On the idea of violence derailing any sense of order in the minds of the ordinary citizen, it will be recalled how a deadly spiral of ethnic conflict was set off in the 1990s, first by the outbreak of extended Kuki-Naga murderous conflict. The Kukis, who found themselves at a disadvantage because they were not armed then, began raising their own militias. When the Kukis armed themselves, neighbouring communities, like the Paites also felt insecure and militias began sprouting amongst them as well. A similar spiral worked amongst the valley communities after the 1993 communal mayhem between Meiteis and Meitei Pangals, in which the latter took the worse blows, and this also provoked the proliferation of Muslim militias, though today this wave has ebbed. Today, even tiny communities, such as the Koms, have been sucked into this deadly spiral. Had the government been able to instil a sense of security amongst the different communities, things could not have been as bad as they are now. Tackling insurgency would have been much more straightforward and uncomplicated. Instead, the approach has been largely marked by one of a zero sum game which sought to play off one against the other in the hope of neutralising all the players, an approach which has misfired so terribly, crystallising further existing ethnic fault-lines dangerously. Accentuated in the process is also Manipur’s other endemic malaise – the hill-valley divide.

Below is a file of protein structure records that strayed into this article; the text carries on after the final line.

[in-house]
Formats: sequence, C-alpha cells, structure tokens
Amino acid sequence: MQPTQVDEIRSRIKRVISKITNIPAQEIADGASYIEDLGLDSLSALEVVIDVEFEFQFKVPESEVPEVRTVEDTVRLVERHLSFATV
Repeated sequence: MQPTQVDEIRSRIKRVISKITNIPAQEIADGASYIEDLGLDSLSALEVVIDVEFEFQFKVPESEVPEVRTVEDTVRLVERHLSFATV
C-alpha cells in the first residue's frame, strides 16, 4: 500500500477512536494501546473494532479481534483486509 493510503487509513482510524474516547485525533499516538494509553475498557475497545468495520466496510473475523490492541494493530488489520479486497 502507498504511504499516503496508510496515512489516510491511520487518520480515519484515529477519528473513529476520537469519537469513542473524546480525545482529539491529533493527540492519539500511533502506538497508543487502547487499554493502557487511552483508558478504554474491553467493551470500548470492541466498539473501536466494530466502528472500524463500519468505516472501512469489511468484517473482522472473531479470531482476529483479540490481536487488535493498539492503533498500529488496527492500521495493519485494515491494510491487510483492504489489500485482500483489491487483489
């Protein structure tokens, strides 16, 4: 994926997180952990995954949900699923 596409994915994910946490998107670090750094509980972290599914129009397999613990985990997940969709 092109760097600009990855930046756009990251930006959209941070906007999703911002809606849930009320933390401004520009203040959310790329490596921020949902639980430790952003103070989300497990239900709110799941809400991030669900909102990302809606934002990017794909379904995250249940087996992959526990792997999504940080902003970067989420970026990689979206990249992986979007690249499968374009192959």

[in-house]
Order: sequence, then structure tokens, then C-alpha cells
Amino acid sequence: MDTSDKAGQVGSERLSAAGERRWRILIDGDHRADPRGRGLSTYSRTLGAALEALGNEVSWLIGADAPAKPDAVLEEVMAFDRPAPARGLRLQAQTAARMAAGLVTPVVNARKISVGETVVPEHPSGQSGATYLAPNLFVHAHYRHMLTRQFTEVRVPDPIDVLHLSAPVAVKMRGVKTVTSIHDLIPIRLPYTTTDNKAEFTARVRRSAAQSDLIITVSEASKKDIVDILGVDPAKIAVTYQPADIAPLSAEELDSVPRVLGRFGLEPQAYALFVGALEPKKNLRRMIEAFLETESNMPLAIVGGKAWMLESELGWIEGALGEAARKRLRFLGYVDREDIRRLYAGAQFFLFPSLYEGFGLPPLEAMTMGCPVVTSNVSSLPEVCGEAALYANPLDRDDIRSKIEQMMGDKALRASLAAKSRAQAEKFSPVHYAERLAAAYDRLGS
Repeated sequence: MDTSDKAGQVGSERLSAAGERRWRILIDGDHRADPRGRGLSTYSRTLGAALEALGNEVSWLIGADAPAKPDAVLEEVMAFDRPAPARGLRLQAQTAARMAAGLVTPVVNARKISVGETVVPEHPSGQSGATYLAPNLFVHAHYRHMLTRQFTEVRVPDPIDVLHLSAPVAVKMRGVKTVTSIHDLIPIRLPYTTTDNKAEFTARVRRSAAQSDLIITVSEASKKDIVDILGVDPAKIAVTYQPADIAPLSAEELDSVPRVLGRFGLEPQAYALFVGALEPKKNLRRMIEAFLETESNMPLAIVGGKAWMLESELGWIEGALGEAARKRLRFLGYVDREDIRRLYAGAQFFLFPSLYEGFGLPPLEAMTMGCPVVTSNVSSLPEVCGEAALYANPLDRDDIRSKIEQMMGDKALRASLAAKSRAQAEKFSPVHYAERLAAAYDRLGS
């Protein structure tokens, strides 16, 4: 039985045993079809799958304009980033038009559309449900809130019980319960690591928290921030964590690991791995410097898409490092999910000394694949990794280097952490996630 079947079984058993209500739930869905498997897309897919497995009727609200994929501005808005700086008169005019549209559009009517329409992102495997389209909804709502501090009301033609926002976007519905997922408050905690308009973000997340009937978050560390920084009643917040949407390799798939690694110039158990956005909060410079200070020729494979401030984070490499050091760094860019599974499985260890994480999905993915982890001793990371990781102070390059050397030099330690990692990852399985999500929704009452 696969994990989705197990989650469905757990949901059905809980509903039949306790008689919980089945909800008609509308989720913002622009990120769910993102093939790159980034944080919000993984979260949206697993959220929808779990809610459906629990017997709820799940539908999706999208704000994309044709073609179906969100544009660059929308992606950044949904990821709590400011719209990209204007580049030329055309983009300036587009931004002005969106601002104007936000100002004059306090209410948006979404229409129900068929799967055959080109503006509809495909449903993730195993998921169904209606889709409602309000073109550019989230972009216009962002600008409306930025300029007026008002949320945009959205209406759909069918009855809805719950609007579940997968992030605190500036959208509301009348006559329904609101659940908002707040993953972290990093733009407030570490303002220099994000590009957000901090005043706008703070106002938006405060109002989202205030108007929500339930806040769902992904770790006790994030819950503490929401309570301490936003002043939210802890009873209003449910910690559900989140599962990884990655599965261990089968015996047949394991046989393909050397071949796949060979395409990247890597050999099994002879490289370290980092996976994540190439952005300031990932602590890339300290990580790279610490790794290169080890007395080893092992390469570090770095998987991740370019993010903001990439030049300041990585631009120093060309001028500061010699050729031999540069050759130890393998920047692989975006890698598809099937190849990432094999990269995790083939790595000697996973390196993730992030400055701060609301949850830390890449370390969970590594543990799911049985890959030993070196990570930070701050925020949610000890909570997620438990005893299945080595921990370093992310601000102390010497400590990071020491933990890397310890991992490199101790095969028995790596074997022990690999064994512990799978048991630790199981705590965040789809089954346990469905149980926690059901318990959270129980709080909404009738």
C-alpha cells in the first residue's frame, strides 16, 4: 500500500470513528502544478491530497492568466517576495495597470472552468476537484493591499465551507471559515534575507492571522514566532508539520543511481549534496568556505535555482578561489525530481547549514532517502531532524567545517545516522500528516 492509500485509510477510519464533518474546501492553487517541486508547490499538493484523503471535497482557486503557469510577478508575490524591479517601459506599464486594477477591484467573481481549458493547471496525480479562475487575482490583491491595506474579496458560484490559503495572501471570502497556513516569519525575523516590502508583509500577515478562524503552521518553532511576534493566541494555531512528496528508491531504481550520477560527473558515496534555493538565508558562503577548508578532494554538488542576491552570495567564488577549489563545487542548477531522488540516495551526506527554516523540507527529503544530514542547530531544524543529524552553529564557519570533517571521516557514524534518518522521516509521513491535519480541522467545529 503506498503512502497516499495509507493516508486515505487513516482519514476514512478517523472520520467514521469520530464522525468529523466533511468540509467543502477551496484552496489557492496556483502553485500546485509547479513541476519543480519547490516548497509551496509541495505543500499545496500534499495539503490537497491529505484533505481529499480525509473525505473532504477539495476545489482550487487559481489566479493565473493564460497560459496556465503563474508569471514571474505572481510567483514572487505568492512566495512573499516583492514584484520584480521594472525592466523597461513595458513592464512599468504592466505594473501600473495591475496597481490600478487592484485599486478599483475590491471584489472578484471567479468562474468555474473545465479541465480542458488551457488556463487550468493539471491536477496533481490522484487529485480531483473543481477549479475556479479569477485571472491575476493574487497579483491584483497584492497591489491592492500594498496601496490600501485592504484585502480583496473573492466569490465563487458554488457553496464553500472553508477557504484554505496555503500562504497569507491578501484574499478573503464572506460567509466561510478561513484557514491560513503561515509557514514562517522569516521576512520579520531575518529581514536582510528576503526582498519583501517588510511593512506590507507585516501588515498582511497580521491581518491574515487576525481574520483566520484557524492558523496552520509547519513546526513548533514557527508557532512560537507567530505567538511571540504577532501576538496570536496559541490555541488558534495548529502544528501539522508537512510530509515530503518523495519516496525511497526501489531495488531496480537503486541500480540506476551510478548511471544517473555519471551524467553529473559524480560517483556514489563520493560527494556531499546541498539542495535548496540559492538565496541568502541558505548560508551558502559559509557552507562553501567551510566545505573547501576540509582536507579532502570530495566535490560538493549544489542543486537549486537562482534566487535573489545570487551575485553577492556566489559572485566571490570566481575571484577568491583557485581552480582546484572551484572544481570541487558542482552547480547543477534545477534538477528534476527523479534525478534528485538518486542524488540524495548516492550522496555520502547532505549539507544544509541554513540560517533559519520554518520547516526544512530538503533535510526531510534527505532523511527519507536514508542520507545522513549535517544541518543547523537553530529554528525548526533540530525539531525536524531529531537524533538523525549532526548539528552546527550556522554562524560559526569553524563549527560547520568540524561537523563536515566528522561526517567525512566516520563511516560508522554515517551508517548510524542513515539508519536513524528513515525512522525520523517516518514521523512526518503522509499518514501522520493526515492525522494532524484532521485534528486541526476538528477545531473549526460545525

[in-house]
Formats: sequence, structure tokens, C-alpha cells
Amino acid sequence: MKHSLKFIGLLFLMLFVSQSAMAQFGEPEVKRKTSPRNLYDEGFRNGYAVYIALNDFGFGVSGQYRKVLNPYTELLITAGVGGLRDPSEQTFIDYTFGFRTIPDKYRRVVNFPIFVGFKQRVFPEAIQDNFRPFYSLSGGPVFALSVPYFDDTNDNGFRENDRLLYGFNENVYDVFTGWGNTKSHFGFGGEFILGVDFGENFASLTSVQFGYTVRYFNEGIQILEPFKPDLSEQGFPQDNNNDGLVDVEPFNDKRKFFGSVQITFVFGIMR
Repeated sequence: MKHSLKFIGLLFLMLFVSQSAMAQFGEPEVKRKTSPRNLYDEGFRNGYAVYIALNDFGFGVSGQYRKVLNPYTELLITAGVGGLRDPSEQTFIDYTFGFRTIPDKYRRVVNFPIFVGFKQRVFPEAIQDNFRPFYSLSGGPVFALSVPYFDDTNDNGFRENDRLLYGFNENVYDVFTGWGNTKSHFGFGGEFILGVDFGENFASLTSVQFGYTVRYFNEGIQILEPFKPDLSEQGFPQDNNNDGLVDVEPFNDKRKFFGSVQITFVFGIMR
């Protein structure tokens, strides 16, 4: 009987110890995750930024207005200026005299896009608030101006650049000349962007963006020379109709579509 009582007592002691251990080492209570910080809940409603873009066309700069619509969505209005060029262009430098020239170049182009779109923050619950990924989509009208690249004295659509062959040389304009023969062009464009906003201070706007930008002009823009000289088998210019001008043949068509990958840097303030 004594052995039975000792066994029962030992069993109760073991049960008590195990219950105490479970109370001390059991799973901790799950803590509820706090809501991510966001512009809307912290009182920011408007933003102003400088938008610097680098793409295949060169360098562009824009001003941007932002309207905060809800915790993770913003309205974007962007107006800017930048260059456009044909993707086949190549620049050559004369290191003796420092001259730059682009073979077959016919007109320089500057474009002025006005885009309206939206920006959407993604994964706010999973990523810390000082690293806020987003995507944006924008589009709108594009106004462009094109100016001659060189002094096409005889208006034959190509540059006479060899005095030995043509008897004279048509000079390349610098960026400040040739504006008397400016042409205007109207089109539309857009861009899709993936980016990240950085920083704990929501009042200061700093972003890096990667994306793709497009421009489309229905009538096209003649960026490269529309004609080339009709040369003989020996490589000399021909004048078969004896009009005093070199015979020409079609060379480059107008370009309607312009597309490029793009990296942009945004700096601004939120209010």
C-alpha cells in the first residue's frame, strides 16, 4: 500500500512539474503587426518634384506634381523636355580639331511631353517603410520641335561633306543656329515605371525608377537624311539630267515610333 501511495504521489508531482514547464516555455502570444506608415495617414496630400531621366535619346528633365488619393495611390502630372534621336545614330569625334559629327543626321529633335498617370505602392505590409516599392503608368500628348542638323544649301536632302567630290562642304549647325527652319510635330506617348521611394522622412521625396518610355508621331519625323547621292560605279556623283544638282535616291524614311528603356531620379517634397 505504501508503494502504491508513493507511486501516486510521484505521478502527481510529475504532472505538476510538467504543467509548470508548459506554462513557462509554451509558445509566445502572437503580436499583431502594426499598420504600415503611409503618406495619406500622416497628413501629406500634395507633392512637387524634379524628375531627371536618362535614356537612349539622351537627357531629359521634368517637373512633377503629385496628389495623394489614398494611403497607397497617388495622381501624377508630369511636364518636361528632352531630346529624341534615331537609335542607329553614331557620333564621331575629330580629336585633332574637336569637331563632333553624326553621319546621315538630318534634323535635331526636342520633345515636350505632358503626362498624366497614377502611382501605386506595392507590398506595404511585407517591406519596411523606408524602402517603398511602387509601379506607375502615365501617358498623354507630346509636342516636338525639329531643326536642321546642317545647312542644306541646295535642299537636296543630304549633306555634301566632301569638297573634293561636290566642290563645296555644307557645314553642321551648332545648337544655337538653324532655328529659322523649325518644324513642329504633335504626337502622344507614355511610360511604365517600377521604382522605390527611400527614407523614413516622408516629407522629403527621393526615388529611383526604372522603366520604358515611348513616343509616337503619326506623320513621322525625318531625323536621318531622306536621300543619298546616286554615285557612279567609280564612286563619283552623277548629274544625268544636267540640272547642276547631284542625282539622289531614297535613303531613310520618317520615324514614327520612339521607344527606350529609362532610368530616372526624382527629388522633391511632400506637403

But things cannot be allowed to carry on in this manner forever. There has to be a beginning to the process of unwinding this great mess. True the mission must involve both the government and the people, but it is the government which must take the initiative. First and foremost, a way must be found to end once and for all the entrenched culture of official corruption. For this spiral to reverse, the unwinding will have to begin from the very top. The truth in the dictum that if leaders are not corrupt, their followers will not dare to be corrupt, must be acknowledged. The government must stop forwarding insurgency as the excuse for this chaos. It must treat insurgency as a related issues but nonetheless a separate agenda to be tackled independently. This done, it must begin setting its own house in order.
Let there first and foremost be a tangible and visible sense of managerial will exercised by the government in handling everyday public affairs. It can for instance begin by setting its eyes on correcting course in some very visible symptom of this lawless chaos by streamlining the Imphal traffic or the public distribution system. Ensure power theft is controlled but alongside it, that power is available. It will take many small initiatives like this before the public “state of mind” with regards to the chaos around begins defogging. Let election manifestos not be reduced to clichéd rhetoric meant only to dupe and win people’s vote.
Editor, Imphal Review of Arts and Politics and author